Looking for the best time to see fall colors in Flagstaff AZ? The second week of October is always golden for Flagstaff leaf-peeping.
Whether you’re visiting for a week or as a day trip, the fall colors in Flagstaff are sure to blow your socks off!
Read on to learn the best places to see the golden extravaganza:
Second Week of October is Always Golden for Fall Colors in Flagstaff
Flagstaff, AZ, October 9– The San Francisco Peaks are alive with color this weekend. You can expect an illuminating car ride or hike as turning Aspen trees are dressed in glowing shades of gold and greens.
The Arizona Daily Sun reported that “none could remember a better fall day of cycling to the Inner Basin than Saturday.”
So I decided to hike up the Kachina Trail just outside the Arizona Snowbowl yesterday. The trail is relatively flat – considering you’re on the side of mountains that contain Arizona’s highest peak, Mount Humphreys at 12,637 feet (3,852 m).
But even at the lower trail, the 9500 ft above sea level elevation put a cramp in my breathing.
Once I blew the spider webs out of my lungs, I entered The Kachina Peaks Wilderness Area. The doe prancing through the terrain ahead inspired me to bound from rock to rock.
As she bounded up the steep slope to the left, I got a glimpse of her twin fawns. They looked hardly big enough to survive the upcoming snows of winter.
When the doe stopped to look at me over her back, both fawns mimicked her, duplicating her pose.
“I need my camera mounted to my forehead,” I sigh, my favorite last words typically spoken immediately before the bull elk, a herd of mulies, or a gaggle of turkeys disappear into the underbrush.
This time, all three disappeared before I could get my Lumix out of the day pack slung over my shoulder.
The photo below is all I got of the Mule deer doe and her babies, whom I named Ray and Mi, as I sprinted along, making up stories in my head.
Kachina Trail for the Best Time to See Fall Colors in Flagstaff
As you can see, the colors were disappointing on the Kachina Trail. The gold Aspens on the road to Snowbowl were more memorable.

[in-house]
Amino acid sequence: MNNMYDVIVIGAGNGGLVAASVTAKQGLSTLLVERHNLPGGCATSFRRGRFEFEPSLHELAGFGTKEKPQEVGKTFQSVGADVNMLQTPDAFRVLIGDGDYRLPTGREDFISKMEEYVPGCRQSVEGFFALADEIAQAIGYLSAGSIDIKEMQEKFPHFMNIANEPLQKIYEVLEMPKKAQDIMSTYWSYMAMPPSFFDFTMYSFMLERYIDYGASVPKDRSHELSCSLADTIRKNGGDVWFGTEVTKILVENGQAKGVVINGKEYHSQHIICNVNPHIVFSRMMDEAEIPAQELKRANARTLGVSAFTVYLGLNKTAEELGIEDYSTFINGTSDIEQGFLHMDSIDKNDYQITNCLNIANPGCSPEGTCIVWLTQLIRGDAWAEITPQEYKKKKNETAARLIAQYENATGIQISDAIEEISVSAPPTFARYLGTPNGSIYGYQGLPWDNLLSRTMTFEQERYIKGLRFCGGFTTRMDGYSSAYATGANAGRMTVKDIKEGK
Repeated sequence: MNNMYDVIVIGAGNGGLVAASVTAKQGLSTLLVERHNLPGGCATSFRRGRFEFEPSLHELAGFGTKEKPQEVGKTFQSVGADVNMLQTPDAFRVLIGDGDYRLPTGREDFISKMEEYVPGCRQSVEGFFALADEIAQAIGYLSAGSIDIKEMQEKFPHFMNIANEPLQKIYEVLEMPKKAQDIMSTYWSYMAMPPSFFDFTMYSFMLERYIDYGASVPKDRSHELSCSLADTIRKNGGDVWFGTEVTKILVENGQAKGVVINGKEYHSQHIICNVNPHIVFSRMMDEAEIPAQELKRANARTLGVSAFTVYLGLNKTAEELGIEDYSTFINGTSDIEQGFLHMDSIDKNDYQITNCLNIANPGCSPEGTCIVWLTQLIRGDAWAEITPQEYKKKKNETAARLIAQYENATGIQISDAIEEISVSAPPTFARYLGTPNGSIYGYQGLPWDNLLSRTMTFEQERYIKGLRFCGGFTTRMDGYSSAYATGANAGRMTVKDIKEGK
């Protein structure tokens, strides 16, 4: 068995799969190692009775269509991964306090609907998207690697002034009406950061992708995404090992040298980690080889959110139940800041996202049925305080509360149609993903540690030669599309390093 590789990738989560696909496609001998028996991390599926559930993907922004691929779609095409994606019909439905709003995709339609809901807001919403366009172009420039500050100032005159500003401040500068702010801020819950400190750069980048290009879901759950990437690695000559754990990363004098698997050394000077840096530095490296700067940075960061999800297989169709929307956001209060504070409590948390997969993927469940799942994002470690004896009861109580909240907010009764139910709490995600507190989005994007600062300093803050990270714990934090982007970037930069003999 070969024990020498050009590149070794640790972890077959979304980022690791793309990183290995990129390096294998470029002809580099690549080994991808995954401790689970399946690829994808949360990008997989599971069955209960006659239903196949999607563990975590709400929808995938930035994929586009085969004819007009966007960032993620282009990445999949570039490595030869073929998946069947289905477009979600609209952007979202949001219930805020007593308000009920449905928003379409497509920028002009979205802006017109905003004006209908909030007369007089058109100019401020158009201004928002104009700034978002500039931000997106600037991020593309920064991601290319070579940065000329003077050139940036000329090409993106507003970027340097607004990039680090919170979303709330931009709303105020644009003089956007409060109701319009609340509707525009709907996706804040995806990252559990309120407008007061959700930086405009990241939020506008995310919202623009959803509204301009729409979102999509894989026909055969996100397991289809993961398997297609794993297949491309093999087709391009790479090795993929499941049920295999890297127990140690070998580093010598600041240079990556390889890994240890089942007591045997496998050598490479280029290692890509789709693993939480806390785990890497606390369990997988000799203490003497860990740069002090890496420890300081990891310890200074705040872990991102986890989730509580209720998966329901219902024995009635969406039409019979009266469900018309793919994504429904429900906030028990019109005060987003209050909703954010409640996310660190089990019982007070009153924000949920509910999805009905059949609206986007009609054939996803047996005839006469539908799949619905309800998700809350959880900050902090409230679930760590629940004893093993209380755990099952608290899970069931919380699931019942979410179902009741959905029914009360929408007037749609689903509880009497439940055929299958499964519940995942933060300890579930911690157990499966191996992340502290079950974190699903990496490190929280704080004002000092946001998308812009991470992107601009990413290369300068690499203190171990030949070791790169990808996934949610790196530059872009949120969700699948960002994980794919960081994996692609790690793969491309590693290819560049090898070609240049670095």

I zoomed by them in my truck as photographers were straightening their tripods and making quite a fuss in front of the glowing plumage. That was at about 3:30 on Thursday.
I was surprised to see so many wind-down trees on the Kachina Trail. The forest service has cut paths through those fallen across the trail. I
t looked to me that a heavy wind came down the mountain from the northeast and snapped many of the tall Aspens. The winds usually come from the west here.
Perhaps the trees had grown strong against the westerly winds, but when one came from the northeast, snapper-rooney!
I’m no forester, but I’d like to check out my theory. It looks like it happened some time in late spring since the broken trees had plenty of leaves.
The forest service had time to clean up the trail, so it must have happened over four weeks ago, I am surmising.
So my guess is that the wind storm happened sometime between July 1 and September 8. Anyone know? Leave a comment below.
Kachina Trail’s varied terrain makes it a personal favorite. You start out on a well-worn, serpentine trail that gradually climbs through tall ferns. Later you step over igneous rock blown off the top of the volcanic peaks above.
The trail snakes around some huge boulders, and you can wonder at the force of that volcanic explosion.
Kachina Trail eventually breaks out of the forest and takes you across wildflower-covered meadows where you can get good views of Arizona below. The ferns are crumpled brown by night-time frosts, and the only fall wildflowers– hearty lavender-colored asters and something small and yellow — can be seen now.
I recommend that you head out to Lockett Meadow this weekend. There will probably still be color left along the Water Line Trail. I’m going to go look for it.
Maybe I’ll see you out there. I’ll definitely check out the Waterline Road Extension toward Bear Jaw Canyon as recommended by Randy Wilson of the Arizona Daily Sun.
On second thought, maybe I’ll just park at the Bear Jaw Trailhead and hike from there. I remember a lot of aspen trees in that area. Let’s go for the gold!
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UNSTOPPABLE Stacey Wittig is an Arizona travel writer based in Flagstaff, AZ.
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Photo at right: Strong bicyclist enjoys fall colors along Snowbowl Road.
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